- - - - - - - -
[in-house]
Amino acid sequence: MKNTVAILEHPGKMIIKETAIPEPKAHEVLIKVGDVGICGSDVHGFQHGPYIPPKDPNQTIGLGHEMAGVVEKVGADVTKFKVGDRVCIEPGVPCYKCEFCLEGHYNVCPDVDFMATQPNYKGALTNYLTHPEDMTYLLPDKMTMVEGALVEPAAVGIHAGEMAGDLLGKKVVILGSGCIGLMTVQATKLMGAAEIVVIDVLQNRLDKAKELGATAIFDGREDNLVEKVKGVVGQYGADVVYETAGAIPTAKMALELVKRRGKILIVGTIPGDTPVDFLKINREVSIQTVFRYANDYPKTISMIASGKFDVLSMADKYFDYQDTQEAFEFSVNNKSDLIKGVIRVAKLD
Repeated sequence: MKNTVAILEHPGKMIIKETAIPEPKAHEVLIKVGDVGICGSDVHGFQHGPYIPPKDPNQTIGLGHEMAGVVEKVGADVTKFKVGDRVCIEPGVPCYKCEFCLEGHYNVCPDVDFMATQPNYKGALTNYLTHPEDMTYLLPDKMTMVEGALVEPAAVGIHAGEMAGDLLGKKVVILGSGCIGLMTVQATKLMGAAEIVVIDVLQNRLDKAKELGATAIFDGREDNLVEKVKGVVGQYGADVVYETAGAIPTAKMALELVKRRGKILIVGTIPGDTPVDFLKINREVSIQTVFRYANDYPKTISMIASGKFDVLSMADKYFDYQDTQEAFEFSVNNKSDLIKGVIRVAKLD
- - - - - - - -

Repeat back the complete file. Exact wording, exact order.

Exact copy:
[in-house]
Amino acid sequence: MKNTVAILEHPGKMIIKETAIPEPKAHEVLIKVGDVGICGSDVHGFQHGPYIPPKDPNQTIGLGHEMAGVVEKVGADVTKFKVGDRVCIEPGVPCYKCEFCLEGHYNVCPDVDFMATQPNYKGALTNYLTHPEDMTYLLPDKMTMVEGALVEPAAVGIHAGEMAGDLLGKKVVILGSGCIGLMTVQATKLMGAAEIVVIDVLQNRLDKAKELGATAIFDGREDNLVEKVKGVVGQYGADVVYETAGAIPTAKMALELVKRRGKILIVGTIPGDTPVDFLKINREVSIQTVFRYANDYPKTISMIASGKFDVLSMADKYFDYQDTQEAFEFSVNNKSDLIKGVIRVAKLD
Repeated sequence: MKNTVAILEHPGKMIIKETAIPEPKAHEVLIKVGDVGICGSDVHGFQHGPYIPPKDPNQTIGLGHEMAGVVEKVGADVTKFKVGDRVCIEPGVPCYKCEFCLEGHYNVCPDVDFMATQPNYKGALTNYLTHPEDMTYLLPDKMTMVEGALVEPAAVGIHAGEMAGDLLGKKVVILGSGCIGLMTVQATKLMGAAEIVVIDVLQNRLDKAKELGATAIFDGREDNLVEKVKGVVGQYGADVVYETAGAIPTAKMALELVKRRGKILIVGTIPGDTPVDFLKINREVSIQTVFRYANDYPKTISMIASGKFDVLSMADKYFDYQDTQEAFEFSVNNKSDLIKGVIRVAKLD